Chordoma is the most common primary malignant bone tumor found in the spine and sacrum. While these tumors are relatively slow growing, they do have the potential to recur and metastasize. Chordoma was described histologically long before it was realized that they were probably derived from notochordal precursor cells. Early reports dating back to Virchow in 1857 describe a vacuolated cell type seen in these tumors. These cells were described as physaliferous, from Greek for having bubbles. It was thought at that early time that they were a cartilaginous tumor, which may have been a result of evaluation of a chondroid variant tumor. By 1923, Burrow and Stewart recognized that chordomas were a lowly malignant tumor of slow growth, locally invasive and destructive, and only rarely giving rise to metastases. By then, the location at either end of the spine correlated well with contemporary descriptions of the location of vestigial notochordal remnants by Muller. These observations led to the hypothesis that chordomas were not tumors of the intervertebral disc but rather malignant transformation of these notochordal remnants. In 1858, Muller coined the current name by proposing the following hypothesis: A direct relation of these growths to the chorda dorsalis cannot be overlooked and I consider them to be excessively growing remnants of the chorda. Whosoever likes the name may designate these masses as chordoid tumors, or chordomas. Since these early descriptions, this concept has been supported by significant indirect evidence, although there is a paucity of direct proof.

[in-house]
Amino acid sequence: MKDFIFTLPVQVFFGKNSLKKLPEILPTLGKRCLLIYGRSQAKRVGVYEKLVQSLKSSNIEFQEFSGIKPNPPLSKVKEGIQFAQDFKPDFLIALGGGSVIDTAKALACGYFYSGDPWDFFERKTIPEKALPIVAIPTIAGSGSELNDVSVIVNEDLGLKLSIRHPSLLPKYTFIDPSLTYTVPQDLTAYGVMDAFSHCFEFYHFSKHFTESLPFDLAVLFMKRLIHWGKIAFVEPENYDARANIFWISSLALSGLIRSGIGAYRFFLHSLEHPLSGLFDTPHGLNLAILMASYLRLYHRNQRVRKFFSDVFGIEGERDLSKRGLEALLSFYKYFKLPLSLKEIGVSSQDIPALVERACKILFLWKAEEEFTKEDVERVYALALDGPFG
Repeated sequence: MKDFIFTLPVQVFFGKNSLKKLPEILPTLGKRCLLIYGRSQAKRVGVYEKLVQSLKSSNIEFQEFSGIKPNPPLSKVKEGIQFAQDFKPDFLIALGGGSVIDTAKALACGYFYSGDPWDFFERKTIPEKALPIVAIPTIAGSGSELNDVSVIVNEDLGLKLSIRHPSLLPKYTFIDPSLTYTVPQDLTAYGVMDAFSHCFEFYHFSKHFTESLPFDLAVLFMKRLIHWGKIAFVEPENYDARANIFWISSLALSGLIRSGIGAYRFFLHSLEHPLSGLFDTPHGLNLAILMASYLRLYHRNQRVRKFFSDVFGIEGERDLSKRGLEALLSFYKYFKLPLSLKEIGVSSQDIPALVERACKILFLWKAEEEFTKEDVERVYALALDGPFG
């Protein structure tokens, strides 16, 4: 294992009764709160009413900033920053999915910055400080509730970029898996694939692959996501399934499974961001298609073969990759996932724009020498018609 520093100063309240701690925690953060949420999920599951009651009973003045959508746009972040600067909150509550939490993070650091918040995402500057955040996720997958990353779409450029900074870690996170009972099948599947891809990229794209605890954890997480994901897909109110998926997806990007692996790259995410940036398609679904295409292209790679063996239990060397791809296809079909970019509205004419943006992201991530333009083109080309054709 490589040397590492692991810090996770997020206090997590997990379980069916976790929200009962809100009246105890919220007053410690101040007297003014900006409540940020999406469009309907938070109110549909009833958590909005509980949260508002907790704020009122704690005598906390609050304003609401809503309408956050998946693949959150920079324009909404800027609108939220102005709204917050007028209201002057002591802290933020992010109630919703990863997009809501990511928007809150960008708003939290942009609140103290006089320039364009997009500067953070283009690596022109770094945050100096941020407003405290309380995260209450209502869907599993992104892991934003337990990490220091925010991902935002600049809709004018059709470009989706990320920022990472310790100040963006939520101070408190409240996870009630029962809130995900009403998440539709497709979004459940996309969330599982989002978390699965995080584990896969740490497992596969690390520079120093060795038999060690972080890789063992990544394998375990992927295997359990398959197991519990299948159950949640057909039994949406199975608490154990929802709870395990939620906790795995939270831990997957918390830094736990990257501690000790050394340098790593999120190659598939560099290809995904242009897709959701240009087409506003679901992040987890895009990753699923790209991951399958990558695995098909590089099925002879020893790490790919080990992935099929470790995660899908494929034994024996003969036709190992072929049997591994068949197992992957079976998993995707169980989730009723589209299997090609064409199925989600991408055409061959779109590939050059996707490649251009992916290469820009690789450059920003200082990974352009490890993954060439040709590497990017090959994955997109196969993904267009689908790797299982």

|Title of host publication||The Intervertebral Disc|
|Subtitle of host publication||Molecular and Structural Studies of the Disc in Health and Disease|
|Number of pages||12|
|ISBN (Print)||3709115345, 9783709115343|
|State||Published - Jan 1 2014|